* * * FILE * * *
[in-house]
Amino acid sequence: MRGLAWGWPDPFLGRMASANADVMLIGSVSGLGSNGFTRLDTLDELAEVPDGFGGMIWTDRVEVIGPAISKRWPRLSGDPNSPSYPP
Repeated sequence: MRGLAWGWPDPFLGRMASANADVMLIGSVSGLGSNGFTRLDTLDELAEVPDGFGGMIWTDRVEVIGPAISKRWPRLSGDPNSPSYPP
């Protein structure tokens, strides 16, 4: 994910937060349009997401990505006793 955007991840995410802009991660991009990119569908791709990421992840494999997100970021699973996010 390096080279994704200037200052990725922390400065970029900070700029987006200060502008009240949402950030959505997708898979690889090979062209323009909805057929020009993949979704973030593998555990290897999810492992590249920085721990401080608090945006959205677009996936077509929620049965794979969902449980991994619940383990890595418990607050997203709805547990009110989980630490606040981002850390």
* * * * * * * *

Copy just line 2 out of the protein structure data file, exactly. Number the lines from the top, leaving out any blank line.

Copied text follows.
Amino acid sequence: MRGLAWGWPDPFLGRMASANADVMLIGSVSGLGSNGFTRLDTLDELAEVPDGFGGMIWTDRVEVIGPAISKRWPRLSGDPNSPSYPP